DPC Country store, Venezuela 1905
From what I read in the press every day, as well as from private communication, a pretty wide divide seems to appear between what many people think the Syriza government in Athens should do, and what they actually can do at this point in time. It should be useful to clarify what this divide consists of, and how it can be breached, if that is at all possible.
In particular, many are of the opinion that Greece cannot escape its suffocating debt issues without leaving the eurozone and going its own way, reintroducing the drachma and defaulting on much of its €240 billion debt. Those who think so may well be right. But right now that is mostly irrelevant. Because Alexis Tsipras and his men and women simply don’t have their voters’ mandate to go down that road. They may at some time in the future, but they don’t today. The expectations are too great, and certainly too immediate.
If Syriza wants to achieve anything, it will need to stick to democratic principals and procedure. Every important decision, and every – even slight – change of course will need to be laid out before either the Syriza fraction in Parliament, the entire parliament, or the Greek population as a whole, to vote on. The government looks to be sticking to this principle as solidly as it seeks to stick to its mandate. None of that grey wiggle room that is so typical in most political systems.
This also makes the task ahead that much harder. Syriza must be seen by its voters as doing what it can to remain in the eurozone, while at the same time negotiating terms with the other members that will allow relief from the relentless -humanitarian – pressures the country has been put under by its previous governments and EU partners.
And while it may well be so that Tsipras and Varoufakis et al have in private long concluded that in the long term attempts to succeed in combining these two goals are doomed to fail, or even that the eurozone as a whole has no future, the fact is that for now some 70% of Greeks reportedly demand that the country remain in the currency union.
There’s a deep underlying historic component to this that needs to be recognized if one is to understand what is happening. Before the EU, and certainly the euro, Greece always felt under threat from the east, a result of centuries of occupations. They had a deep longing to be recognized as a part of Europe, and to feel protected in that sense.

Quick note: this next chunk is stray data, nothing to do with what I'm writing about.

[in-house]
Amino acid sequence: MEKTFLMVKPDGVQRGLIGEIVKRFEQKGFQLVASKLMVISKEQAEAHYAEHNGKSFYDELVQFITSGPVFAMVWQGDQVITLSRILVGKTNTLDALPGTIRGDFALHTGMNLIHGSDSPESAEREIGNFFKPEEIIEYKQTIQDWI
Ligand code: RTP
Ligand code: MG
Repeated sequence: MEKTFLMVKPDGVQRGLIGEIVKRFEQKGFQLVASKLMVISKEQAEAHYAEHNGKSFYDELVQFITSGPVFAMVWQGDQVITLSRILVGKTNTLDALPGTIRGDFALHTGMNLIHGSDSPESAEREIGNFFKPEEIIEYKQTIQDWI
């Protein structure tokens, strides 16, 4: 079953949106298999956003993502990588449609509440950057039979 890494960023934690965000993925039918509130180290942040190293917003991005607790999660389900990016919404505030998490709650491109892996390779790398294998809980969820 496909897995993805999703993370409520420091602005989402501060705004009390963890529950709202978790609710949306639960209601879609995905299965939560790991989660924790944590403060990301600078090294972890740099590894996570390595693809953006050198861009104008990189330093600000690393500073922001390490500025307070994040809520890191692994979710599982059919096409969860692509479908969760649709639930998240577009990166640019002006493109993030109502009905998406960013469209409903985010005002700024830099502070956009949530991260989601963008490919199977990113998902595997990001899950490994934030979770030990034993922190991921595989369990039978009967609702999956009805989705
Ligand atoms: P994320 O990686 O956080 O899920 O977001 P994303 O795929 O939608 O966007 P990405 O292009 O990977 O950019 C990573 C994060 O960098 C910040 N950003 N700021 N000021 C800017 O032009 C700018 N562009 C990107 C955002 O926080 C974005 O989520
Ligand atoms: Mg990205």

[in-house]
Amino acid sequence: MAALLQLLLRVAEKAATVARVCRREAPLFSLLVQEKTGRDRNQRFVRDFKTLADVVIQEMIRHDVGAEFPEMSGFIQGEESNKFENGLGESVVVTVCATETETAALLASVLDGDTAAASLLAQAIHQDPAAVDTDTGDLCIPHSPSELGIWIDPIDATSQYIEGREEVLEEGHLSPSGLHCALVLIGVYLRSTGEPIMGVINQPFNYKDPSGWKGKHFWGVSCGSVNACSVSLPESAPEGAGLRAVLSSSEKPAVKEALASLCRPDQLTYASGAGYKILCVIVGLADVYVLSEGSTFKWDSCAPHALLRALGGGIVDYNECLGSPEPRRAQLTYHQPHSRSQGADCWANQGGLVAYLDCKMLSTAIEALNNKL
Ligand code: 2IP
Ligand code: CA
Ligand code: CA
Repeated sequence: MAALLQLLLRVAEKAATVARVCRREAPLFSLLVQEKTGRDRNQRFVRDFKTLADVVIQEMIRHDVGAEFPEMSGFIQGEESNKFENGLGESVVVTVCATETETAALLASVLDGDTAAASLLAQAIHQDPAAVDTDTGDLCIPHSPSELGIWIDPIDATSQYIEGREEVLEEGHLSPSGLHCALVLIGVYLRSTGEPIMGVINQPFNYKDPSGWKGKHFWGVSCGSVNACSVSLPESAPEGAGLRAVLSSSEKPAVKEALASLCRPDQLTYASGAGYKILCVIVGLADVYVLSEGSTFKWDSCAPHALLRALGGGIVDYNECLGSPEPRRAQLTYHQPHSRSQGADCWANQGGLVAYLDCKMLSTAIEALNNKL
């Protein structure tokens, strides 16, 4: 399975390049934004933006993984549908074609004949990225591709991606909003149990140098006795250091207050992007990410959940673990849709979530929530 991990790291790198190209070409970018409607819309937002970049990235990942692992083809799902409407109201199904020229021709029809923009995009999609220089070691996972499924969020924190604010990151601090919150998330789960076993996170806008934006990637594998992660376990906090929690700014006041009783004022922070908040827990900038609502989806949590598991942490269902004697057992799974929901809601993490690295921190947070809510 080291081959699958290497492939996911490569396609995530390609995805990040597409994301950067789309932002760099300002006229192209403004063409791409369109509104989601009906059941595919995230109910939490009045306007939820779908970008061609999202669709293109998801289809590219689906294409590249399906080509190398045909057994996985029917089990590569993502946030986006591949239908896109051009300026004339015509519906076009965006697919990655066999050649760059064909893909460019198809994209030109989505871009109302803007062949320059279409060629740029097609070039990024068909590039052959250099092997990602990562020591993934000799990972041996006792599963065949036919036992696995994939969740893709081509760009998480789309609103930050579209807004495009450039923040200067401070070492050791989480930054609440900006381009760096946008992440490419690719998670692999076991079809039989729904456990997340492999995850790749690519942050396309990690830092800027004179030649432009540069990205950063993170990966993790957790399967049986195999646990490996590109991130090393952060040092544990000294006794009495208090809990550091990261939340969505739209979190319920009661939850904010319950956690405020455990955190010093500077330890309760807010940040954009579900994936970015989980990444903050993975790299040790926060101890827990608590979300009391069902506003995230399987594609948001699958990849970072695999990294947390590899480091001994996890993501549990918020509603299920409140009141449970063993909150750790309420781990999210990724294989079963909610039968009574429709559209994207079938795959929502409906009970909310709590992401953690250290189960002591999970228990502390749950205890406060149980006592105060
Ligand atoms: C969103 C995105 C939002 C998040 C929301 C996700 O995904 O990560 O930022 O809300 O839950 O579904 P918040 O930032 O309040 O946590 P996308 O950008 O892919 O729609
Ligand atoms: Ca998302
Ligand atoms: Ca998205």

Ambrose Evans-Pritchard summed it up quite nicely in an interview from ‘the lion’s den’ over the weekend:
“When it comes to the choice, I fear Tsipras will abandon our programme rather than give up the euro,” said one Syriza MP, glancing cautiously around in case anybody was listening as we drank coffee in the “conspiracy” canteen of the Greek parliament.
“The euro is more than just money. It is talismatic for the Greeks. It was only when we joined the euro that we felt truly European. There was always a nagging doubt before,” he said.
“But you can’t fight austerity without confronting the eurozone directly. You have to be willing to leave. It is going to take a long time for the party to accept this bitter reality. I think the euro was a tremendous historic mistake, and the sooner they get rid of it, the better for all the peoples of Europe, but that is not the party view,” he said.
This is what Tsipras faces. There’s an almost schizophrenic attitude even among his own caucus. And there may be plenty voices that say he should at least threaten to leave the eurozone, just to have some leverage in negotiations, but they don’t understand the lay of the land. The European ‘partners’ in the talks know only too well that it would be an empty threat: Greek voters don’t want to leave the eurozone, so threatening to go anyway would only ring hollow.
Tsipras instead must repeat again and again that his goal is to remain in the union, and Greece will do what it can to pay off all its debts. He has no wiggle room on that, not at the moment. If he would want to present his people with the option of leaving the eurozone, it could only be done after very extensive talks in which it becomes ever clearer that the ‘partners’ make it impossible for Greece to achieve that other Syriza commitment, of cutting back austerity measures, within the currency union.
He must at some point be able to turn to his people and say: we’ve done all we could, we’ve even compromised some of your election demands, but Germany etc. just won’t give up. He needs to be able to prove to Greek voters that they can’t have both an end to austerity AND the continued membership of the eurozone.
This will take time, probably lots of it. But it’s the only thing Tsipras, if he means to stick to strict democratic rules – which he’s done thus far -, can do. Claiming today from the outside that he should already have left the eurozone, or at least threatened to do so, is premature at best, and not helpful.
The Syriza MP cited above by Ambrose says it all, really. Some of the MPs are pretty much willing to let go of the euro. But they, too, need to understand that Tsipras can offer that option to the people only after long-drawn-out talks, at the end of which he may be able to say:
“Look, you know what we’ve been discussing with the partners, because we’ve kept you informed every step of the way. It is now clear that if you wish to stay in the eurozone, it will mean austerity, it will mean soupkitchens and no health care and no jobs for your children, for years to come. Do you really want the euro that much? If not, we can go it alone, we have the models ready and we can explain them to you. And it will no doubt be difficult at first, but at least it will be our own difficulties, not those imposed by others.. It’s up to you, the people, to decide.”
For now, those talks haven’t been held. So Tsipras can’t say these things. It will need to be a game of patience. There was never any other way.